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Adult court hearing for juvenile in Milan woman’s murder PDF Print E-mail
Written by Staff Report   
Monday, March 11, 2013 9:10 PM

The Ripley County Prosecutor’s office presented their case Thursday, March 7, to waive into adult court one of the juveniles charged in the murder of a Milan woman.

Despite a three-hour presentation by the attorneys at Ripley Circuit Court, no decision was rendered from the judge though, reports WRBI radio.

The 15-year-old was with four others who came to Ripley County Dec. 29 with the intent to steal money from a residence, but it later ended with the death of Nancy Hershman, who walked in on three young people who broke into her home.

Hershman was fatally shot, and Allison Moore, 22, of Colerain Township, Ohio, is in the Ripley County jail awaiting trial for the Hershman murder. This teen was in the home at the time. Like Moore, he too is charged with murder, burglary and attempted burglary.

Both the state and defense have until Wednesday to submit their findings to Ripley Circuit Court Judge Carl Taul, who will then make a decision on the waiver to adult court.

If the teen was 16, the waiver would be automatic because of the severity of the crime, according to Ripley County Prosecutor Ric Hertel.

“The difference of juvenile and adult court is significant,” Hertel told WRBI after the hearing.
“Right now he would only face potentially the boys school, which is the juvenile department of corrections, which would hold him until age 18 to age 21. Where the adult court, he faces a range of prison on the murder charge, if convicted, would hold him, of 45 to 65 years,” he said, plus the burglary charges.

Dark haired with a small frame, the teen was escorted by the probation officers and entered the court shackled at the ankles and handcuffed. His parents were also there, and so were the relatives and friends of victim Nancy Hershman.

The boy lives in Cincinnati, in the Colerain Township area, and is a freshmen at a public school there, and how he came to Ripley County later unfolded.

His story

WRBI reports during the hearing, Hertel stressed the teen’s past drug use, school discipline record, anger issues, and current rule violations at the juvenile detention center the past month as being a threat to society, plus the severity of the crime, as reasons to move the case to adult court. 

Register Publications and WRBI 15 year old will not be named in the media because no decision has been made yet on the waiver to adult court, and will be referred to as “SN.”

Hertel explained the process and statutes for a move to adult court. “There are certain statutory guidelines we are bound by. The first one is that he is over 10 years of age. Second, we filed a delinquency petition in juvenile court alleging murder. The third one is that probable cause exists and it is found that he committed the offense.”

Ripley County probation juvenile officer Amanda Kitts handled the boy’s case and she was called to testify by the state.

She included reports from middle and high school indicate “SN”  had 17 school suspensions and two expulsions, one in middle school, one in high school. Authorities said it was basically “chronic” misbehavior.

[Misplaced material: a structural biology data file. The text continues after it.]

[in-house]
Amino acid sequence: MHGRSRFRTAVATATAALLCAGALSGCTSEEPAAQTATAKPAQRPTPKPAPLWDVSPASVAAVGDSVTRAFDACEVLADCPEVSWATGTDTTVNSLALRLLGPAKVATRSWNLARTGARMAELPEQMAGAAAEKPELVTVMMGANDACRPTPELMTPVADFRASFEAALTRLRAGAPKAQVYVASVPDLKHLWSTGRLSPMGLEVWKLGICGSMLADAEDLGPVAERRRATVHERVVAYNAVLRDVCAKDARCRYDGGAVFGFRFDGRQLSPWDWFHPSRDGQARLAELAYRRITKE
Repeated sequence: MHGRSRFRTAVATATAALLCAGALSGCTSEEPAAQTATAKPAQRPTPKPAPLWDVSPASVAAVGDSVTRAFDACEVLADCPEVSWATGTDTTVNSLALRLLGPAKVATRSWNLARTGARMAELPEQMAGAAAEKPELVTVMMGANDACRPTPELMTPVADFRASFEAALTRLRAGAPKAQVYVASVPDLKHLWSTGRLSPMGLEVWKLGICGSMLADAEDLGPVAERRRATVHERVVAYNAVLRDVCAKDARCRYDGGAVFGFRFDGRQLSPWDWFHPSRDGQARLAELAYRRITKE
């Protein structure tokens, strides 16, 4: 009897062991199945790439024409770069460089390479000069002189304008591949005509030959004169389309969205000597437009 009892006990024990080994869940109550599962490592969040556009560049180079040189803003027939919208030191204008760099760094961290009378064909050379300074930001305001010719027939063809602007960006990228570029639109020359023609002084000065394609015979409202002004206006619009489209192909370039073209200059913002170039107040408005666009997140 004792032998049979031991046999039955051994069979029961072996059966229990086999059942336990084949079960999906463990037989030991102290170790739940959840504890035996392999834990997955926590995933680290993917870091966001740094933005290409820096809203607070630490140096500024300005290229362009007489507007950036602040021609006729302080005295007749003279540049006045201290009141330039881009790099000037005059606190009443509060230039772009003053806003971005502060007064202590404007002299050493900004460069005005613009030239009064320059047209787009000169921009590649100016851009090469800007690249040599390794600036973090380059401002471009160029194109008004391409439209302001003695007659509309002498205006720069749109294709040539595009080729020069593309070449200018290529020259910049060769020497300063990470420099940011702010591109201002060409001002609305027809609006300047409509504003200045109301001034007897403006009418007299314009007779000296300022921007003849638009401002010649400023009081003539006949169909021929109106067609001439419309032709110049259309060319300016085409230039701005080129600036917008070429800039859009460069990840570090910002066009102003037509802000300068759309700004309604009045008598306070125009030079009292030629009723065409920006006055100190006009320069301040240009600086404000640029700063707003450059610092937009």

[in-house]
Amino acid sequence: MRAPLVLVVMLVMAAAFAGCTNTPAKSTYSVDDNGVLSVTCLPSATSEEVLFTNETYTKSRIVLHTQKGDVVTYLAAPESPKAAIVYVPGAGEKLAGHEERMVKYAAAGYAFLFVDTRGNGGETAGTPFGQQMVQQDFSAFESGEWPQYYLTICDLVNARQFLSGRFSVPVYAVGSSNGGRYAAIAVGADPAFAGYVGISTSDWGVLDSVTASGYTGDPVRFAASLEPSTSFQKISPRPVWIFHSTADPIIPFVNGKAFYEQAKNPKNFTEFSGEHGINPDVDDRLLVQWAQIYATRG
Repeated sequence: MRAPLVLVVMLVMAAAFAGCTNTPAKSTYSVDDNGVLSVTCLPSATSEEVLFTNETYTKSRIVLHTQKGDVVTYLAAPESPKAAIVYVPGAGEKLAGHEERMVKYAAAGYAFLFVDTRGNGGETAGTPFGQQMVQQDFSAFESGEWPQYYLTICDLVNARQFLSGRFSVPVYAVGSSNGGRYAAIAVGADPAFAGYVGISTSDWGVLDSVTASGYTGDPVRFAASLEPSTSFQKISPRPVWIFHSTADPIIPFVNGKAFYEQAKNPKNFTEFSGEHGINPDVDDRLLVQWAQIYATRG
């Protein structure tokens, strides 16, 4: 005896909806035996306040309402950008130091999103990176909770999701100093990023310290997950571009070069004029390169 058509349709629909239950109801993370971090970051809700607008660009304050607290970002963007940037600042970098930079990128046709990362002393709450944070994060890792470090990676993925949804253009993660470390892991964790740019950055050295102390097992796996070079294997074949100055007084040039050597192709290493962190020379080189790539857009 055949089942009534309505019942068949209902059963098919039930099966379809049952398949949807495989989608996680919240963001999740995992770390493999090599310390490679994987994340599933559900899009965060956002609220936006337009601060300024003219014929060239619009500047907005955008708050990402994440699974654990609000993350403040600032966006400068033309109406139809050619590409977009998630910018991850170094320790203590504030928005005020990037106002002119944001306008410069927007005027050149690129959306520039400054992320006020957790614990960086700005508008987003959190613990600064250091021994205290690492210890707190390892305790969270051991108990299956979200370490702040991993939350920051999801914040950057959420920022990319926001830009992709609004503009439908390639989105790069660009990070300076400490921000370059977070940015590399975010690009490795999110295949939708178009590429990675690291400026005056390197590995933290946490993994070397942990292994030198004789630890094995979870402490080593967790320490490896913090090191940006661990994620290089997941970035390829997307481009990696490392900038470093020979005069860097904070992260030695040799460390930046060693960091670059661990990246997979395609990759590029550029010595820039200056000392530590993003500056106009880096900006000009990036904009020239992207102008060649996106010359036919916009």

The teen had five suspensions in four months upon entering high school in August, until he was expelled in November.

She also reported he’s had 85 rule violations since he’s been at the Cedar Ridge juvenile center in Muncie as of Jan. 16, six of those being “major” incidents.

Kitts recommends his case be moved to adult court.

The teen’s attorney Ross Thomas tried to minimize the severity of the school and juvenile center violations and the lack of other treatment alternatives available as discipline.

He has lived with his parents all his life, and has an older brother, who may have also been involved in the crime incident.

No options
Thomas asked Kitts if the school ever suggested alternatives, such as substance abuse treatment, anger management, or professional counseling, as treatment for the disciplinary problems. 

His father testified he and his wife were called in for the suspensions, but no such options were mentioned.

It was also brought up by the defense if sending him home from school is a helpful discipline approach.

His father said he and his wife were both working when he had to be at home due to the suspensions so he was unsupervised.

State Police Detective Tracy Rohlfing also testified as he was involved in the murder investigation.

Defense tried to determine if the father was aware of by signing certain rights documents for his son there would be a possibility of going to adult court.

Details also unfolded of that night, and were brought up at that hearing.

The affidavit indicated the teen said he provided the 40 caliber gun, which he had purchased a few days earlier with Christmas money.

He told detectives he held the gun at Ryan Jackson and his girlfriend, while they stole money and drugs from the residence in Cross Plains.

He later gave the gun and a glove to Allison Moore before he, Moore and another teen, broke into Hershman’s home.

The other teen boy lived near SN, but had once lived and worked in Ripely County.
SN’s father testified he did not want him hanging out with this other boy, but was unaware he got in a car with him Dec. 29, and drove to Ripley County when these crimes occurred.

His mother was also at the courthouse, but stayed in the hall as testimony was presented because she was on the witness list. She was not called, though, to testify Thursday.